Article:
Mary Nighy’s Feature Debut Showcases A Vulnerable And Emotional Performance From Anna Kendrick – Film Review


Mary Nighy’s debut feature film Alice, Darling begins underwater. The title sequence sees Alice (Anna Kendrick) floating in murky, dark water with a glimpse of light seen from the surface that seems unreachable. The score of strings, traditionally used to steer a film into a romantic or light territory, is heavy when layered with the gurgling sound of the oppressive water. A feeling of submergence pervades the film.

We then see Alice in the city on the way to meet her two best friends, Sophie (Wunmi Mosaku) and Tess (Kaniehtiio Horn), who we first see through the restaurant’s thick glass window. This sense of distance and disconnection from Alice to the outside world, even her closest friends, is clear from the start and portrayed brilliantly by a nervous and timid Kendrick. She’s running everything over in her head a dozen times before saying it, and the heavy presence of her abusive boyfriend, Simon (Charlie Carrick), is felt even when he’s absent. The emotional abuse that has turned Alice into a shell of herself is shown in fragmented ways, with no prolonged or fetishistic torture scenes. We see it through flashbacks and vignettes but also through the physical impact, it’s having on her, like vomiting, panic attacks and compulsive hair-pulling. The film is insular because the protagonist is insular, no one around her knows what she’s going through, and she is isolated by Simon’s design. 


After practising the right thing to say, her friends plan a week-long getaway to a lakeside cabin for Tess’ birthday, and Alice tells Simon it’s a work trip. As the three friends leave the city, the score changes to an energizing pop song and the cinematography cracks wide open, revealing a world of light and joy that suddenly collapses in on itself again when a text from Simon appears. The serene cabin surrounded by a lake and woodland is shot warmly but still rendered oppressive and suffocating by Alice’s perspective. The water motif is carried through during a pivotal scene when a lost earring in the lake catalyzes Alice’s breakdown of her friends. Tess tells Alice her boyfriend’s actions are blazing red flags and are clear to everyone, but she’s drowning and is resistant to her friends’ outreached hands. 

The small town they are staying in is amidst its crisis; a teenage girl has gone missing. Numerous short scenes make it seem like the search is becoming a fixation, or noble distraction, for Alice, but it’s not explored enough in Alanna Francis’s script to become meaningful. It feels like a distraction when the central relationships and characters could have been explored further, especially Wunmi Mosaku’s Sophie, who was woefully underused while making the most of her screen time. However, the sub-plot did serve as a reminder of the spectre of violence against women after Alice overhears a fellow search party volunteer say, “if she’s hurt, it’s probably someone she knows,” a series of flashbacks to Simon’s abuse. Its effects tell us she’s starting to swim back up to the surface.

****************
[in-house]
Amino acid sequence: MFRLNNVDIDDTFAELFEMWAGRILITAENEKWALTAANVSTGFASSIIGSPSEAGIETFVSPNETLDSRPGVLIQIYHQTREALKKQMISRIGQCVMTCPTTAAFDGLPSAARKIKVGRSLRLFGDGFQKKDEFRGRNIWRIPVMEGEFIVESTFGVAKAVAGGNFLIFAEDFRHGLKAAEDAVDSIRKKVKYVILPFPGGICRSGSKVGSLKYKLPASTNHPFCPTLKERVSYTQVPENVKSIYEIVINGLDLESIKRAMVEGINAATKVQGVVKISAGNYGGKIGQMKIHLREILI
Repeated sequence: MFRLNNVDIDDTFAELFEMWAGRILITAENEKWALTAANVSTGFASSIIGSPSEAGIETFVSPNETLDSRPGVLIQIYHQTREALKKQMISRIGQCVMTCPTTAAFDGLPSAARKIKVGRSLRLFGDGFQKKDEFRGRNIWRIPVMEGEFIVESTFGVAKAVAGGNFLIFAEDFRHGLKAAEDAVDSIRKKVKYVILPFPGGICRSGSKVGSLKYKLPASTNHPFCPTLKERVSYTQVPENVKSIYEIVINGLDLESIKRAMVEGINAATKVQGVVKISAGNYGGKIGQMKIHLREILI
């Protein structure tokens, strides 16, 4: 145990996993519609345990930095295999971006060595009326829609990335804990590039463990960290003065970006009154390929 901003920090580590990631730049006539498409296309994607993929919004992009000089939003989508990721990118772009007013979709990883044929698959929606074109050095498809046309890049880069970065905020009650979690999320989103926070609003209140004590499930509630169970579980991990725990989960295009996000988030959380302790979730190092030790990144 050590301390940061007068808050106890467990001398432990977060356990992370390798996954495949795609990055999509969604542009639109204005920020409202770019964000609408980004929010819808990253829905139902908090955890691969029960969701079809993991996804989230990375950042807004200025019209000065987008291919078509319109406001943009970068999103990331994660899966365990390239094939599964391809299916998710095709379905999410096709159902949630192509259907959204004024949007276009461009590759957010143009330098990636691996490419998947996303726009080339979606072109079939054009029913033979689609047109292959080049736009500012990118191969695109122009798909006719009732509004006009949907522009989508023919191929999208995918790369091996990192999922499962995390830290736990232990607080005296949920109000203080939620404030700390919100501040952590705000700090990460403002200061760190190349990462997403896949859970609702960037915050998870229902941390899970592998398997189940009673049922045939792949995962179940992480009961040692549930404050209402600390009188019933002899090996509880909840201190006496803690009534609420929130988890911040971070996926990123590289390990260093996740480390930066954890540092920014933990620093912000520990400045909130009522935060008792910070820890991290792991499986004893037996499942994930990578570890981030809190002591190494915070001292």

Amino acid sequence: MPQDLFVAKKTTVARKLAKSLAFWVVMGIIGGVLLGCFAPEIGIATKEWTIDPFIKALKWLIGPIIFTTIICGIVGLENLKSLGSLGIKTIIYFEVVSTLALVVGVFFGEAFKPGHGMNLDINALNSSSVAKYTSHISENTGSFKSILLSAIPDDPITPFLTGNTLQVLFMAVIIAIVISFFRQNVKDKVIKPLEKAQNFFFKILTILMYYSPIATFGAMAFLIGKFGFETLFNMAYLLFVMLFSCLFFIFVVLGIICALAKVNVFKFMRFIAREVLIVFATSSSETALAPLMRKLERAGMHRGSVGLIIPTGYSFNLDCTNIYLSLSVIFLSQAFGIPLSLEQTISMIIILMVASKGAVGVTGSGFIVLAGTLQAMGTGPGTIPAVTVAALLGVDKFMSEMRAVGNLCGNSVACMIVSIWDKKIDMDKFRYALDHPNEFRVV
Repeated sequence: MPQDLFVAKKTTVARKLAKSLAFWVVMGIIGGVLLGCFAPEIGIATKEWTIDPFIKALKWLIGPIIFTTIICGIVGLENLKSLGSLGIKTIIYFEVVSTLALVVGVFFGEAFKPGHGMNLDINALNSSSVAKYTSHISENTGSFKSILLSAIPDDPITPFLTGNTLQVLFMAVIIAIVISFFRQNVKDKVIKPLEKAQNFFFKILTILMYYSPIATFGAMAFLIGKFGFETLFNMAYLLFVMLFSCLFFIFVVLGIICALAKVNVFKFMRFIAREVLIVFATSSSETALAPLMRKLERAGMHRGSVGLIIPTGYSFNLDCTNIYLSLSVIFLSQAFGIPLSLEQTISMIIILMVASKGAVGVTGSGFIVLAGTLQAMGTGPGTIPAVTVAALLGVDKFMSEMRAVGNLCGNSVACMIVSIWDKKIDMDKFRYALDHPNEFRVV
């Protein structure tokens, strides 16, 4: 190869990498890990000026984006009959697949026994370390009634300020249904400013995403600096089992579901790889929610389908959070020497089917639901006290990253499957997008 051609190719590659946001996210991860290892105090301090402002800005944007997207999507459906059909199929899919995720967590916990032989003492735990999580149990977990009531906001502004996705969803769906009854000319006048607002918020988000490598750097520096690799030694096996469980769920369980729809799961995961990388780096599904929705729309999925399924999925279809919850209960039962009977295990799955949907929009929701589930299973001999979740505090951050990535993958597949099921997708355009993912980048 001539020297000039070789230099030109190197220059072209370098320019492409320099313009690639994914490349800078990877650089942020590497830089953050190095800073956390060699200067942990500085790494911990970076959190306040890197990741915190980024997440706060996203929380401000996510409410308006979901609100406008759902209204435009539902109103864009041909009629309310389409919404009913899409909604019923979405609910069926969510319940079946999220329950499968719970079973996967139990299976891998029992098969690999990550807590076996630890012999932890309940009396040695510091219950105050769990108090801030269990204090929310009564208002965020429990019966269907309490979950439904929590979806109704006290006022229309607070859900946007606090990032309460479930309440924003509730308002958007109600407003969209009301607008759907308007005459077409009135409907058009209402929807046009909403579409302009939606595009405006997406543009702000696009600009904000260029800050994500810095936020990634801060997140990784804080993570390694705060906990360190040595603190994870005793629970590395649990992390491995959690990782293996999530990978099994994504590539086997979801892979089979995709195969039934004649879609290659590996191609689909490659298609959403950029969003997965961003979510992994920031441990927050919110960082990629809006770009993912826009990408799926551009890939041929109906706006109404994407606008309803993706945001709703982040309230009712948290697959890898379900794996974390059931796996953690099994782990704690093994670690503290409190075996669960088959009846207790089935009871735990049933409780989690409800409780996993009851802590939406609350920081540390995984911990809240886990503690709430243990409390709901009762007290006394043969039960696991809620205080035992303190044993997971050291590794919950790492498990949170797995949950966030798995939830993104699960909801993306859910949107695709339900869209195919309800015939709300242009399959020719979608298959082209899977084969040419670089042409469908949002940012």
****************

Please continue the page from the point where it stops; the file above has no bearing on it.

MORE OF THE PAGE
While the plot might weaken at parts of the film, the shining light of the script and direction is how incredibly tuned in to the dynamics of Alice’s bond with Sophie and Tess it is. No doubt because Mary Nighy and Alanna Francis both know the intricacies of those relationships personally as women. While the film is a compelling depiction of the demoralizing effects of emotional abuse, led by an outstandingly honest performance by Kendrick (who has been open about her first-hand experience), it feels, first and foremost, like a proclamation of the radical power of female friendships.

Alice, Darling opened in theatres on January 20

by Maddy Sinclair

Madeleine (she/her) is a film student at the University of Winchester currently working on a dissertation on women killers in giallo films. She’s a big horror fan (the tackier the better) and also loves sci-fi and fantasy. Right now, she thinks her favourite films are Pan’s LabyrinthThe Wicker Man and Deep Red but she is also very indecisive. You can follow her on Twitter and Instagram at @madeleinia and Letterboxd here.

Leave a Reply

Fill in your details below or click an icon to log in: Logo

You are commenting using your account. Log Out /  Change )

Twitter picture

You are commenting using your Twitter account. Log Out /  Change )

Facebook photo

You are commenting using your Facebook account. Log Out /  Change )

Connecting to %s

This site uses Akismet to reduce spam. Learn how your comment data is processed.